Harry Redknapp’s eldest son today told a court that the ‘droopy eyes’ he inherited from his father were responsible for his arrest for drug-driving.
Mark Redknapp, 49, said police suspected he was on drugs because of the hereditary condition inherited from his football manager father.
He denied having taken drugs when he was pulled over in Poole on April 2 last year but was found to have 749 micrograms of the cocaine derivative benzoylecgonine in his blood – 15 times over the legal limit for driving of 50.
Mark Redknapp, 49, (left) said he was tested for drugs after being pulled over in Poole on April 2 last year because of his ‘droopy eyes’ which he inherited from his father (right)
Redknapp told Poole magistrates’ court: ‘The gentleman, that police officer, got out of the car and asked my name and asked if I knew why I had been pulled over and I agreed I had been on the telephone.
‘Then I was asked to get into the back of the police car. He started talking about my father, about football, about what he was up to these days. I got in the back of the police car and was given a warning.
‘The lady officer for some reason took a disliking to me, I do not know why. The gentleman was very pleasant, he was talking to me about football. She went to the back of the car and got out what I now know to be a swab.’
Responding to allegations that he had had ‘droopy eyes’ when pulled over by police, Redknapp claimed this was due to a hereditary condition which his father also shared.
‘I have a hereditary problem with my eyes,’ he said. ‘I have had to have an operation on my eyes. I have heavy eyes, my father does. It is an everyday thing for me.’
Redknapp’s wife, Lucy, backed up her husband’s assertion in court that his ‘droopy eyes’ were a hereditary condition, which she said ‘got worse’ when he was tired.
The defendant was also asked whether he had been licking his lips and poking his tongue out between his teeth, something Redknapp put down to nervousness.
Redknapp said: ‘Same as anyone sat in the back of a police car, you’re nervous. When your mouth is dry, that happens to most people. I’m in a position where I shouldn’t be and I was anxious.
‘Why am I in this situation now, why I am getting questioned for something I have not done?’
Redknapp told how he was handcuffed and taken to Bournemouth police station, where he said around 20 police officers watched him being brought in.
‘They knew my name was Redknapp. Unfortunately it doesn’t carry any weight in a situation like this.’
Harry Redknapp playing golf at Wentworth on September 18
The defendant went on to allege that his blood was taken without consent, even though he was terrified of needles and had fainted on a previous occasion where blood was taken.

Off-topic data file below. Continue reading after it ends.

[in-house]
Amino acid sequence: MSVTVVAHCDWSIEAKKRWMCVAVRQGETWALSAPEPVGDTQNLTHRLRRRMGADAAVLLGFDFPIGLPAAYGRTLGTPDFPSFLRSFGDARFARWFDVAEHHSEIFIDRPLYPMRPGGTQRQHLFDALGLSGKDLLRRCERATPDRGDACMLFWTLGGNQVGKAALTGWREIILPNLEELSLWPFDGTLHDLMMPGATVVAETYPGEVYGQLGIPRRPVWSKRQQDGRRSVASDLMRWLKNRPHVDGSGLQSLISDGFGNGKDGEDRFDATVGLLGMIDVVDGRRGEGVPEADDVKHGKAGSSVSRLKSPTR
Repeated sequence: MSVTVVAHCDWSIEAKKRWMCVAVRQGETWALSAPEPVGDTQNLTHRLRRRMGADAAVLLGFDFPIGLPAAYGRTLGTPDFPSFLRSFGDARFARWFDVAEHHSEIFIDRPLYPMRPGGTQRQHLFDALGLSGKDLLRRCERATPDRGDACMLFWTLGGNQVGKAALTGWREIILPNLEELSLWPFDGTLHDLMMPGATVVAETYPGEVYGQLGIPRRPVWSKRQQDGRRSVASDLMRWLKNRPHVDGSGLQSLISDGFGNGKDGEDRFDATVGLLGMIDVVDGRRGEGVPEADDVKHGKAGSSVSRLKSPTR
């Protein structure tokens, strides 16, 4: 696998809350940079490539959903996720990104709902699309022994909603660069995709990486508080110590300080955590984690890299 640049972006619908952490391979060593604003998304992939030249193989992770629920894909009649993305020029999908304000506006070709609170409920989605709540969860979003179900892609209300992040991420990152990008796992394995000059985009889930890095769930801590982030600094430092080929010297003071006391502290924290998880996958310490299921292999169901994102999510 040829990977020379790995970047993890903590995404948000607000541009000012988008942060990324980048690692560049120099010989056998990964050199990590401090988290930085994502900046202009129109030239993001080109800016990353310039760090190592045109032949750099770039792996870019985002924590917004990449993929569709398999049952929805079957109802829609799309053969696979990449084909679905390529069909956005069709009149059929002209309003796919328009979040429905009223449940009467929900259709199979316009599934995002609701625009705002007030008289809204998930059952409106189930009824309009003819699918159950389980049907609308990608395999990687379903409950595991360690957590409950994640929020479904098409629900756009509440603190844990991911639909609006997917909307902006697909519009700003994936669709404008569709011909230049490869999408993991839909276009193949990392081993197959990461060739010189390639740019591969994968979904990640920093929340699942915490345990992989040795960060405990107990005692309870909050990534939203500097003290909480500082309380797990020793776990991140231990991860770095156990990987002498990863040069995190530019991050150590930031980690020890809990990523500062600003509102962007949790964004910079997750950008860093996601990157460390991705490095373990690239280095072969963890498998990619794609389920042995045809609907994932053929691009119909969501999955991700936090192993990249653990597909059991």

Redknapp also said he was subjected to a strip-search, saying ‘which I found very humiliating.’
The brother of ex-Liverpool football star Jamie was accused of being 15 times over the drug-drive limit for cocaine when he was stopped in his Mercedes C63 car at traffic lights.
Prosecutors claimed Redknapp, of Poole, Dorset, had 749 micrograms of the cocaine derivative benzoylecgonine in his blood – the legal limit being 50.
He had been leaving his parents’ home in Sandbanks, before he was stopped, the court was told.
An ex-England rugby player spoke at the trail to say Redknapp had not been exhibiting any signs of drug taking on the Saturday before his arrest.
Paul Henry Sackey, an ambassador for the Wasps rugby club and a former England player, told the district judge: ‘I met Mark through his brother Jamie. Jamie and I had the same agent. I used to be a professional rugby player and am the godfather to Mark’s sons.
‘We played football and rugby in the garden for a bit and we had a Chinese takeaway at Mark’s house. We watched Match of the Day and the boxing.
‘It was a normal Saturday evening in the Redknapp household. To my knowledge, no-one was taking drugs.
‘I had no suspicion Mark did take any drugs, there were no signs such as going to the toilet multiple times. I would be shocked if Mark did take drugs. He didn’t seem to be taking drugs, he was just his normal, bubbly self.
‘Neither Mark, nor his friends, have ever taken drugs in my company,’ he said in a statement.’
The court heard that Ali McGivney, who worked as a consultant for Redknapp’s property development company, Pier Front Developments, had also attended the Redknapp household, where Redknapp lived with his wife Lucy.
Mr McGivney said: ‘I am absolutely certain that there were no drugs being consumed at Mr Redknapp’s house. Our social-circle is very much anti-drugs.
‘His family have been the subject of gossip and rumour.’
The trial, which began in February, had been adjourned after Redknapp’s legal team argued the case should be thrown out.